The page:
Strength of recommendations (A, B, C, D, I) and quality of evidence (good, fair, poor) are defined at the end of the "Major Recommendations" field.
This guideline recommends against ankle-brachial index (ABI) routine screening in asymptomatic low risk patients. Routine screening in primary care setting may produce false positives and lead to unnecessary workups and thus more harm than benefit for the asymptomatic patient. (United States Preventive Services Task Force [USPSTF], 2006) (Grade: D; Evidence: Good)
In any patient with an identified risk factor and symptom of peripheral artery disease (PAD), the following is recommended:
- History of present illness (HPI):
- Onset, duration, location, severity, aggravating and alleviating factors related to clinical manifestations of lower extremity symptom complaints
- Lifestyle habits such as diet, exercise, smoking, alcohol or drug use
- Exercise assessment including 6 minute walk performance, walking velocity over 4 meters at usual and fastest pace
- PAD walking impairment questionnaire
- Review of systems
- Genitourinary (GU): erectile dysfunction
- Musculoskeletal (MS)
- Past medical history
- Note hospitalizations, surgeries, and any procedures
- History of trauma
- Co-morbid conditions such as: smoking, diabetes, hypertension, congestive heart failure/chronic heart failure (CHF), arrhythmias, cardiovascular disease, sedentary lifestyle, dyslipidemia, obesity, atherosclerosis
- Current prescription medications
- Any or all over the counter medications, including alternative medicines or herbal treatments
- Family history
- Cardiovascular disease
- Cerebrovascular accident (CVA)
- Psychosocial history
- Assess for depression and mental illness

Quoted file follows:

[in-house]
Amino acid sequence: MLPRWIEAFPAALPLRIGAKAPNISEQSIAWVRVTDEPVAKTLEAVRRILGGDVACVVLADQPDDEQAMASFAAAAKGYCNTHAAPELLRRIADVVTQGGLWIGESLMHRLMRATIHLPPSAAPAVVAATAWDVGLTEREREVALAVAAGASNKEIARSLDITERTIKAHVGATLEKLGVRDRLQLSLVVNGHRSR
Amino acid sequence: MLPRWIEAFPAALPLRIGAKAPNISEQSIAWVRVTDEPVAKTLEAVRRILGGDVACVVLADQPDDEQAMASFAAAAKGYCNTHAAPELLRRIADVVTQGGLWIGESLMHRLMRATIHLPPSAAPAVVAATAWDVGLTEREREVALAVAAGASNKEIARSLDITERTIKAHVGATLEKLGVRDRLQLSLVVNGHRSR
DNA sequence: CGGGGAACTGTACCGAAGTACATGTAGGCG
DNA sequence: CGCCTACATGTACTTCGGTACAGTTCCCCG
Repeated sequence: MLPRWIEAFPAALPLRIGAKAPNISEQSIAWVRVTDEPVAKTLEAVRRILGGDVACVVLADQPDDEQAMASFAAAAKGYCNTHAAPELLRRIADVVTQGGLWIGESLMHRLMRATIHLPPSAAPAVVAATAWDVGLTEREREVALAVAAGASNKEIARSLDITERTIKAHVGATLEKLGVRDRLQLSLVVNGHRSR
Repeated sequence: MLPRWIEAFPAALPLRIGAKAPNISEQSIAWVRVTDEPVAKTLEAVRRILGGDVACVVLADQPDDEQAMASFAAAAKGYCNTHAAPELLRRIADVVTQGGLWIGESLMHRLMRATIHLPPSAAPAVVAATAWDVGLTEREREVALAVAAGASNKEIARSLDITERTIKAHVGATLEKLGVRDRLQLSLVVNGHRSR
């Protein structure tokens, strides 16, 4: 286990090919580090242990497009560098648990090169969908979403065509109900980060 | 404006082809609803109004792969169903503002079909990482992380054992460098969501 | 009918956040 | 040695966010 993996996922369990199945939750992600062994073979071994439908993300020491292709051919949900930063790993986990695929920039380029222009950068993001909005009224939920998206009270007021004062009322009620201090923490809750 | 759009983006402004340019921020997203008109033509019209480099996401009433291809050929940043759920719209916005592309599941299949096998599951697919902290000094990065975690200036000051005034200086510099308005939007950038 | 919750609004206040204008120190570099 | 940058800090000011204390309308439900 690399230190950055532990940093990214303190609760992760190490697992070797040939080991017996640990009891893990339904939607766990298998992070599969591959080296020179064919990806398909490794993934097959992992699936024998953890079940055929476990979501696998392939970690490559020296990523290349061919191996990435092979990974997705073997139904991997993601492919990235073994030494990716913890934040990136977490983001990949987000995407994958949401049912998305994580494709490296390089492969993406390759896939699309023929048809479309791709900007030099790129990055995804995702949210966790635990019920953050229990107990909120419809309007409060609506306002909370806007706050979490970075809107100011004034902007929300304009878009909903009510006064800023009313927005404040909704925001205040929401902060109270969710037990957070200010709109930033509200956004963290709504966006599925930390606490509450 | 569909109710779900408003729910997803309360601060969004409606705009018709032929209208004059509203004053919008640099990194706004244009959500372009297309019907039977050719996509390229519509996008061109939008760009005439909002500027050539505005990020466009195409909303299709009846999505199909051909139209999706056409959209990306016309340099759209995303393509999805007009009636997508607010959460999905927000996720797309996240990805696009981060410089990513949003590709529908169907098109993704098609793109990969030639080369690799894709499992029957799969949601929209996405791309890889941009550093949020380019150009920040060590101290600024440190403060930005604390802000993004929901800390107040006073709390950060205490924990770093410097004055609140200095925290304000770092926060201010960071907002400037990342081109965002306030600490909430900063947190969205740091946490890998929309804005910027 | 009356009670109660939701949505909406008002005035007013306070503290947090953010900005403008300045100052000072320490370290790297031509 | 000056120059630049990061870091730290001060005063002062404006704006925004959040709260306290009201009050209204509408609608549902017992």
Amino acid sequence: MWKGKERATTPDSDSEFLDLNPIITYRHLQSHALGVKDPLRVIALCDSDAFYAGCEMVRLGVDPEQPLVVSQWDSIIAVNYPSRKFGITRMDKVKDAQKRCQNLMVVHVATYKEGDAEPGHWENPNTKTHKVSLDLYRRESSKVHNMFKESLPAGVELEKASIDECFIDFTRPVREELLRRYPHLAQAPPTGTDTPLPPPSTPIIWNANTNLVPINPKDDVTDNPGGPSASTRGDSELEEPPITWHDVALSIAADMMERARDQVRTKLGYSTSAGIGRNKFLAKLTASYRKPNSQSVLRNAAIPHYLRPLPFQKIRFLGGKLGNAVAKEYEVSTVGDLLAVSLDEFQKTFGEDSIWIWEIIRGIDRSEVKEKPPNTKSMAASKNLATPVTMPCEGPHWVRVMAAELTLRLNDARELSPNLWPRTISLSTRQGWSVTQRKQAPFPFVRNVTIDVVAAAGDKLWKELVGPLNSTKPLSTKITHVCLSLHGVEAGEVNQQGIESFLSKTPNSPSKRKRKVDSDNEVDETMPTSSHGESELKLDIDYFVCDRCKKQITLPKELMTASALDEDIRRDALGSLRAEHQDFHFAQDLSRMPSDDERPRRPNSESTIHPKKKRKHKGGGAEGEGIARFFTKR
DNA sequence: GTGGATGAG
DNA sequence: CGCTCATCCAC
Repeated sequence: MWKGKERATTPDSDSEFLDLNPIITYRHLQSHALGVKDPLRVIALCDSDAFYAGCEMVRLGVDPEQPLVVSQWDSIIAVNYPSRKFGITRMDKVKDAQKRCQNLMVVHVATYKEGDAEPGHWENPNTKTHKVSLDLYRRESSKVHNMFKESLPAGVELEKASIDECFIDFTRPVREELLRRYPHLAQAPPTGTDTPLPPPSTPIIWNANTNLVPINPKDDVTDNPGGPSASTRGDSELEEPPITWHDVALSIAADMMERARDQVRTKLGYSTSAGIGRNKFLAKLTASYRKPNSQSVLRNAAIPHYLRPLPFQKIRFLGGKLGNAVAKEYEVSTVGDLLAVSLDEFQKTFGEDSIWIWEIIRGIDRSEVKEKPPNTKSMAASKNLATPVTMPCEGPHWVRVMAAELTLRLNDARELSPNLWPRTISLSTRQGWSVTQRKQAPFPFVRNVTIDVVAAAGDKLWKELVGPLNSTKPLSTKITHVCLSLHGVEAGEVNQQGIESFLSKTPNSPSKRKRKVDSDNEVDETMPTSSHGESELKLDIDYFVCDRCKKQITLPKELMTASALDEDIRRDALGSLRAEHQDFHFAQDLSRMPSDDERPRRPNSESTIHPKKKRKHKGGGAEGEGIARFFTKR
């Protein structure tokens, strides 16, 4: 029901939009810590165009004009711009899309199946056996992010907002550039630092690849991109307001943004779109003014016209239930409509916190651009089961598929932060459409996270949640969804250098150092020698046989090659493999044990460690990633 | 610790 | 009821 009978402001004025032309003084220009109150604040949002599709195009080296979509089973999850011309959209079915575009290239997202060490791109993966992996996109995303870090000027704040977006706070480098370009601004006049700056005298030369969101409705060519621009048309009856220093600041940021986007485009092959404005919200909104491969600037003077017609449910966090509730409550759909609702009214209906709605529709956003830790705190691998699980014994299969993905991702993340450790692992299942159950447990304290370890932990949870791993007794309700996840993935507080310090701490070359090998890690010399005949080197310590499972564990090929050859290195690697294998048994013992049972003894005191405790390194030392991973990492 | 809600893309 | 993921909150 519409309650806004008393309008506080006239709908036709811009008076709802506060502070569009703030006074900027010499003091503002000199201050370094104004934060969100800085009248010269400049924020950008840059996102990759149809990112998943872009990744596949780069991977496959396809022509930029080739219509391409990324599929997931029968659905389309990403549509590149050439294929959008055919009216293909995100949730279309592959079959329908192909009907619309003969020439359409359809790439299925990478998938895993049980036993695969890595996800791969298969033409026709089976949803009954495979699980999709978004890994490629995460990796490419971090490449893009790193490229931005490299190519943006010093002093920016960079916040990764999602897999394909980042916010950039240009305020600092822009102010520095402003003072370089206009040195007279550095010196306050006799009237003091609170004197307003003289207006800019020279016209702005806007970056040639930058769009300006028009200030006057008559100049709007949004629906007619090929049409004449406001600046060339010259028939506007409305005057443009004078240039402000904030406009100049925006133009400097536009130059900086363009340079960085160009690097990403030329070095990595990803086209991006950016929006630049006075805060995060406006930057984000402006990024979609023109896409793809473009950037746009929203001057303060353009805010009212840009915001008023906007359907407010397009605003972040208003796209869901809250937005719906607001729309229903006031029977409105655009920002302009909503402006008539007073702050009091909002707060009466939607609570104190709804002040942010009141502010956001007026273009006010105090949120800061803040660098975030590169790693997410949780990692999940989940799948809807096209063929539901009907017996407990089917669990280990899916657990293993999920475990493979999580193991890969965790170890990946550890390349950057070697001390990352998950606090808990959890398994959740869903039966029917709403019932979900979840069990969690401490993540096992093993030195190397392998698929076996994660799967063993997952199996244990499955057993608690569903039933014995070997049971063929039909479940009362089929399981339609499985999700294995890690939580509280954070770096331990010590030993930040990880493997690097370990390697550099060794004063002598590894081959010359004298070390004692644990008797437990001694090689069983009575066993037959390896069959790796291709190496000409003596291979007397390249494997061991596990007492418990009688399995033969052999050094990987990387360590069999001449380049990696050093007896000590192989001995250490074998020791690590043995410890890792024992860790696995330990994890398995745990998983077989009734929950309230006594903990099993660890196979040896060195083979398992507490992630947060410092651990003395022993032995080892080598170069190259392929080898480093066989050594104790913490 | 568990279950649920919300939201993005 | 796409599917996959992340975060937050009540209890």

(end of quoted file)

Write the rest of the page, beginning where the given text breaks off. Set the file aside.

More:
- Socioeconomic status (occupation, education level, ethnicity)
- Support systems, coping strategies
- Smoking history
(Allison et al., 2010; Alzamora et al., 2010; Hayward, 2010; Hirsch et al., 2006; Jacobs et al., 2009; Johnson et al., 2010; Mazimba & Rank, 2010; McDermott et al., 2010; Rosero et al., 2010; Selby, 2008; Sugawara et al., 2010; Smolderen et al., 2009) (Grade: A; Evidence: Good)
Objective Assessment/Physical Examination
- Vital signs: Blood pressure, pulse, height, weight, body mass index (BMI) calculation
- Cardiovascular exam: assess for rhythm regularity, bruits, murmurs (high prevalence with cardiovascular disease [CVD], chronic heart failure [CHF], arrhythmias, and hypertension), peripheral pulses
- Pulmonary exam: assess breath sounds and quality of respirations
- Musculoskeletal: deformities, swelling, or pain with movement and at rest, strength
- Neurological exam: sensory function, mental status
- Skin: color, temperature, ulcerations
- Exercise assessment including 6 minute walk performance
(Armstrong, Tobin, & Mantangi, 2010; Hayward, 2010; Hirsch et al., 2006; Wilson, Laine, & Goldmann, 2007; Mazimba & Rank, 2010; Safar et al., 2009) (Grade: A; Evidence: Good)
- Laboratory studies
- Diabetes screening (fasting blood glucose, 2 hour oral glucose tolerance test, or hemoglobin A1c [HbA1c])